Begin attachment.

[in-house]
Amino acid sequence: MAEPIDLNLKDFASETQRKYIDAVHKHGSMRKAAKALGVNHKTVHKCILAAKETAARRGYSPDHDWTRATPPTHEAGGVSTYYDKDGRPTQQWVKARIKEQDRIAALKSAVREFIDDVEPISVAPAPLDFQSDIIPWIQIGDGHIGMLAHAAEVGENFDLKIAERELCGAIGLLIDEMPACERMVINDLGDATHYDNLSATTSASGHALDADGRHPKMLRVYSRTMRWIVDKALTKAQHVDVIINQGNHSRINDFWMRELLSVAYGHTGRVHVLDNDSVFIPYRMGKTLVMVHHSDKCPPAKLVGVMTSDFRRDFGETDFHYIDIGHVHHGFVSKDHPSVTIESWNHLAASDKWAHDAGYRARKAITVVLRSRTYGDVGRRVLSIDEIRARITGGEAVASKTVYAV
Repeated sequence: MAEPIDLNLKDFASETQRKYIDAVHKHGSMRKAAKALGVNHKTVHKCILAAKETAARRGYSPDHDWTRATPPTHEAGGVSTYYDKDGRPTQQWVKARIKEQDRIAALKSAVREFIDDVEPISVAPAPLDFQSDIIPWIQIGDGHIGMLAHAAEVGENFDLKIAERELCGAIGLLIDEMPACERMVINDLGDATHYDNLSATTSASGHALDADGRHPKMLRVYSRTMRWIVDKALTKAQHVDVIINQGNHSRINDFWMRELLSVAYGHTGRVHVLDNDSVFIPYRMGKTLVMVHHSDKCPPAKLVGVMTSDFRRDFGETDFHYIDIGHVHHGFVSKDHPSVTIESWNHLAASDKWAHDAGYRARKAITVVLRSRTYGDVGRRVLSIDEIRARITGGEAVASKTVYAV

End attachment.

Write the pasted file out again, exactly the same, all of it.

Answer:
[in-house]
Amino acid sequence: MAEPIDLNLKDFASETQRKYIDAVHKHGSMRKAAKALGVNHKTVHKCILAAKETAARRGYSPDHDWTRATPPTHEAGGVSTYYDKDGRPTQQWVKARIKEQDRIAALKSAVREFIDDVEPISVAPAPLDFQSDIIPWIQIGDGHIGMLAHAAEVGENFDLKIAERELCGAIGLLIDEMPACERMVINDLGDATHYDNLSATTSASGHALDADGRHPKMLRVYSRTMRWIVDKALTKAQHVDVIINQGNHSRINDFWMRELLSVAYGHTGRVHVLDNDSVFIPYRMGKTLVMVHHSDKCPPAKLVGVMTSDFRRDFGETDFHYIDIGHVHHGFVSKDHPSVTIESWNHLAASDKWAHDAGYRARKAITVVLRSRTYGDVGRRVLSIDEIRARITGGEAVASKTVYAV
Repeated sequence: MAEPIDLNLKDFASETQRKYIDAVHKHGSMRKAAKALGVNHKTVHKCILAAKETAARRGYSPDHDWTRATPPTHEAGGVSTYYDKDGRPTQQWVKARIKEQDRIAALKSAVREFIDDVEPISVAPAPLDFQSDIIPWIQIGDGHIGMLAHAAEVGENFDLKIAERELCGAIGLLIDEMPACERMVINDLGDATHYDNLSATTSASGHALDADGRHPKMLRVYSRTMRWIVDKALTKAQHVDVIINQGNHSRINDFWMRELLSVAYGHTGRVHVLDNDSVFIPYRMGKTLVMVHHSDKCPPAKLVGVMTSDFRRDFGETDFHYIDIGHVHHGFVSKDHPSVTIESWNHLAASDKWAHDAGYRARKAITVVLRSRTYGDVGRRVLSIDEIRARITGGEAVASKTVYAV